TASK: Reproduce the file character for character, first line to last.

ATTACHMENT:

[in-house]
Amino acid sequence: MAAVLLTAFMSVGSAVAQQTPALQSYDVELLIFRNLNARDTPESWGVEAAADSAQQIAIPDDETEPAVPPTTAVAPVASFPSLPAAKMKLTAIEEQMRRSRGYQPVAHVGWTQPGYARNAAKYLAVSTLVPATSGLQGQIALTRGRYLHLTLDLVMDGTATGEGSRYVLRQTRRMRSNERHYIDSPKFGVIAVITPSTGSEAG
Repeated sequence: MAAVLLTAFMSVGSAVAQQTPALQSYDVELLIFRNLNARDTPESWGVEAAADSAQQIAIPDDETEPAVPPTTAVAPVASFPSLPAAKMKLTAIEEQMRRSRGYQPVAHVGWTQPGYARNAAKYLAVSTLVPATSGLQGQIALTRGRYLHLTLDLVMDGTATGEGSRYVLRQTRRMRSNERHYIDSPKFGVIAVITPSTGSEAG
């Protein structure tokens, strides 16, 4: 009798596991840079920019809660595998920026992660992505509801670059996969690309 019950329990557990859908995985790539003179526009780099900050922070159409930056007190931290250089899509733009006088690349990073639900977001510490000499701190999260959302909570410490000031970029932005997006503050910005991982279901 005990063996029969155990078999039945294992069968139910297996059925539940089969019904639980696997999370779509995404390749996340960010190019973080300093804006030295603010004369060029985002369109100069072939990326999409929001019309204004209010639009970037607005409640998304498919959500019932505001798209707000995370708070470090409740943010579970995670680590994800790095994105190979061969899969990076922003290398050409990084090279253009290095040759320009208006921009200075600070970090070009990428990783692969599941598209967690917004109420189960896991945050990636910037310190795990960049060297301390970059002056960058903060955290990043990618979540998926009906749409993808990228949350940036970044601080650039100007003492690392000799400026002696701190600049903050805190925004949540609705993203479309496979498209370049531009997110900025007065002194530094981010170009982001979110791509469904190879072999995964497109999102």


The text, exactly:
[in-house]
Amino acid sequence: MAAVLLTAFMSVGSAVAQQTPALQSYDVELLIFRNLNARDTPESWGVEAAADSAQQIAIPDDETEPAVPPTTAVAPVASFPSLPAAKMKLTAIEEQMRRSRGYQPVAHVGWTQPGYARNAAKYLAVSTLVPATSGLQGQIALTRGRYLHLTLDLVMDGTATGEGSRYVLRQTRRMRSNERHYIDSPKFGVIAVITPSTGSEAG
Repeated sequence: MAAVLLTAFMSVGSAVAQQTPALQSYDVELLIFRNLNARDTPESWGVEAAADSAQQIAIPDDETEPAVPPTTAVAPVASFPSLPAAKMKLTAIEEQMRRSRGYQPVAHVGWTQPGYARNAAKYLAVSTLVPATSGLQGQIALTRGRYLHLTLDLVMDGTATGEGSRYVLRQTRRMRSNERHYIDSPKFGVIAVITPSTGSEAG
């Protein structure tokens, strides 16, 4: 009798596991840079920019809660595998920026992660992505509801670059996969690309 019950329990557990859908995985790539003179526009780099900050922070159409930056007190931290250089899509733009006088690349990073639900977001510490000499701190999260959302909570410490000031970029932005997006503050910005991982279901 005990063996029969155990078999039945294992069968139910297996059925539940089969019904639980696997999370779509995404390749996340960010190019973080300093804006030295603010004369060029985002369109100069072939990326999409929001019309204004209010639009970037607005409640998304498919959500019932505001798209707000995370708070470090409740943010579970995670680590994800790095994105190979061969899969990076922003290398050409990084090279253009290095040759320009208006921009200075600070970090070009990428990783692969599941598209967690917004109420189960896991945050990636910037310190795990960049060297301390970059002056960058903060955290990043990618979540998926009906749409993808990228949350940036970044601080650039100007003492690392000799400026002696701190600049903050805190925004949540609705993203479309496979498209370049531009997110900025007065002194530094981010170009982001979110791509469904190879072999995964497109999102």